Finally, the assistant director, with the assistance of a good previs artist, can easily see the number of set-ups and therefore calculate the shooting time. The previs artist can further assist the production by compiling a visual list of the props, set dressings and set-ups for determining the cost of shooting a particularly scene.
In our next chapter, we focus on how the process of previsualization works. We begin by finding the look for the picture, and then proceed through blocking, coverage and finally end with determining the time and cost expenditure.
To Be Continued.
What Is Previsualization?
The computer is possibly the single most significant technological influence in our lives today. There is not a single aspect of our existence that is not enhanced or hampered by the influence of computers — everything from finance and writing to making appointments and storing data.
However, computers have blossomed, beyond compare, with the creation of images. The burgeoning imaging technology has allowed doctors to peer inside the human body, scientists to see the extreme limits of the galaxy and data analyst to visualize complex notions and transform them into simple and easy to understand ideas. Yet, computer images have gone beyond being able to see what is invisible or what has happened, to now being able to show us what may happen. Hence, previsualization — a new form of computer imaging that allows us to visually understand the future.
Assumptions About the Meaning
Previs. You may or may not have heard of it. If you have, you may have heard conflicting or more often muddled definitions. Many assumptions have developed around this often-misunderstood word. Unfortunately, much of this syntactical confusion is not helped by special interest groups surreptitiously commandeering the term and construing its meaning to something quite foreign from its original definition.
The three most common assumptions associated with previsualization are: it is used exclusively in the motion picture industry; it is used exclusively for designing visual effects (VFX); it is primarily three-dimensional animation. Of course, all of these definitions are incorrect.
So, if these presumptions about previsualization are not true, then what is?
The Real Meaning
The Oxford English Dictionary is the best vocabulary arbitrator for a definition of a word in dispute. The OED, published by the Oxford University Press, is the considered by the academic community to be the premier dictionary of the English language. With descriptions for approximately 600,000 words, it is considered the largest official dictionary in the world. Additionally, the University Press staff spends countless hours documenting and cataloging the use of every printed English word. Here is what they have to say about previsualization:
Pre-visualization n. 1956
The visualization (now especially through the use of computers) of how something will look when created or finished. Also instance of this.
It also comes as a verb.
Pre-visualize trans. 1969
To visualize (how) a thing will look when created or finished; to imagine or predict (the result of a process or act).
Though much confabulation has been made over the correct spelling of the abbreviated form, previs with an s ending is the most commonly used short form.
Types of Industries Which Use Previsualization
The OED definition suggests there are several of types of previsualization: all of which are planning tools for various kinds of industries. Now, there are six different fields, in which some sort of previsualization is used to visualize how a procedure or product will look. The motion picture industry is only one of these fields. They are as follows:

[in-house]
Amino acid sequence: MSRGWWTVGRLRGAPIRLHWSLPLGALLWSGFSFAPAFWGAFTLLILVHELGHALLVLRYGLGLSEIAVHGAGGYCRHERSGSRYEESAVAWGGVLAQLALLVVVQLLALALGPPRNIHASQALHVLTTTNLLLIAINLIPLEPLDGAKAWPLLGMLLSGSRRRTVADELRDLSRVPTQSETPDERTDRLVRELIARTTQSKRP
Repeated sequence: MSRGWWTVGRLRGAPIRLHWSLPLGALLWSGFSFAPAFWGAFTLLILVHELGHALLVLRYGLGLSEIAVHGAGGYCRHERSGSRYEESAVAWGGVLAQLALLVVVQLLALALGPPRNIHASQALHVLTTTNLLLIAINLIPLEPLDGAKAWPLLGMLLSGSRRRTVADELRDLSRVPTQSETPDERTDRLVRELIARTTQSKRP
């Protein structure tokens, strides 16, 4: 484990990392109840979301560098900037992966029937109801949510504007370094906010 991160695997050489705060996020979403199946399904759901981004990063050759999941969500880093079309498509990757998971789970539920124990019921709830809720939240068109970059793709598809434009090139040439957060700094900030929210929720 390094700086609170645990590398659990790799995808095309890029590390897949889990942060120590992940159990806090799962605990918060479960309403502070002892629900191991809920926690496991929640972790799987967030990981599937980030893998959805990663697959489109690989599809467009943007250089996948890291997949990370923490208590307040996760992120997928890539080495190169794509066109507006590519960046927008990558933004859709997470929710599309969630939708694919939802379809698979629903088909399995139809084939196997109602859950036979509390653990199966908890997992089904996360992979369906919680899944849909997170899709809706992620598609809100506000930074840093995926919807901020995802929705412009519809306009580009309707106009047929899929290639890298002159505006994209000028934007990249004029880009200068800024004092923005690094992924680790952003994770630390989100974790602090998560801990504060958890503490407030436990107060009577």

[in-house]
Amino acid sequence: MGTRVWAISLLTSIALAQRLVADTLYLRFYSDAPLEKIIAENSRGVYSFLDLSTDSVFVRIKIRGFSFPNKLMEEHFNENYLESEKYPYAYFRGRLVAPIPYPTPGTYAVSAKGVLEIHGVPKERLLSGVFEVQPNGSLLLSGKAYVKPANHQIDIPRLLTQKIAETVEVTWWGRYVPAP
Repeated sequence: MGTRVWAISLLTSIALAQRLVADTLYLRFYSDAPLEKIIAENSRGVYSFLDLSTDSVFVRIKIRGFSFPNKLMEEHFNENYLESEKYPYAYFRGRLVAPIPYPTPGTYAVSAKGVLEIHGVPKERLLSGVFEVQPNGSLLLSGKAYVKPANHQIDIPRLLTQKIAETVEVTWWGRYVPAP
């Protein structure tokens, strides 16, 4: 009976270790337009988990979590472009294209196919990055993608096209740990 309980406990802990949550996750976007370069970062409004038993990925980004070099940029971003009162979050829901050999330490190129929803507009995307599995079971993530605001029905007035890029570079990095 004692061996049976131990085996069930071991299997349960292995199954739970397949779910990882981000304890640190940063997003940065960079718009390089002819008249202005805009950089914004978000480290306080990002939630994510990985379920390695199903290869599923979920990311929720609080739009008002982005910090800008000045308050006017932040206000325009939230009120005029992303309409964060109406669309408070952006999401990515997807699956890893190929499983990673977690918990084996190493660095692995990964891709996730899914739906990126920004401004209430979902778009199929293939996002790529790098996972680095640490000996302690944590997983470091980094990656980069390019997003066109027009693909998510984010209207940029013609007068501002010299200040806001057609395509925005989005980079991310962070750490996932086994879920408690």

Photography is one of the older disciplines to use previs. Ansell Adams was known to previsualize many of his more renowned photographs as far back as the 1930s.
The field of architecture pioneered the original computer based forms of previs with an application known as AutoCad.
Though urban planning has been slow to adopt the latest in previs, urban developers have been quick to push the envelop by introducing such marketing concepts as “walk-throughs.”
Product development, which includes products for the medical sciences, is relatively new to the utilization of previs, however some of the more far reaching developments have occurred in this field, such as simulated virtual operations.
The motion picture industry is the oldest business to use previs with advent of illustrated storyboards at the turn of the last century. At the moment, movie production has concentrated on using 3D animation as the primary form of previs.
For the purposes of this essay, we will focus on the various forms or types of previsualization used in the motion picture industry.
Types of Motion Picture Previsualization
Within the sphere of cinema, previs takes on four different forms. These break into either 2D illustrations or the newer classification of 3D renderings. 3D animation is only one form of previs.
Traditional hand-drawn storyboards date back to the beginning of movies. French magician and director, George Melies, was known to have cartoon sketched his stories before putting them in front of the camera. By the 1920s, art directors and costume designers were previsualizing sets and costumes in the form of 2D conceptual illustrations.
Production Designer, Dan Sayre Groesbeck, is credited with being the father of the storyboards when he began expanding on his conceptual illustrations for Cecil B. DeMille. Previs artist, Collin Green, is the self-accredited inventor of 3D animated pre-visualization. This popular form of previs has been the mainstay of VFX visualizations since the 1980s.
The latest ingress into the world of previs has been the 3D storyboard. Though the studios have been reluctant to adopt this type of previs, independent directors have embraced it because of its affordability and flexibility.
In the next chapter, we are going to focus on the rising cost and risks of moviemaking and why a director or a producer may want to consider previsualizing his or her next picture; particularly with 3D storyboards.
To Be Continued.
© Copyright 2012 G. Cline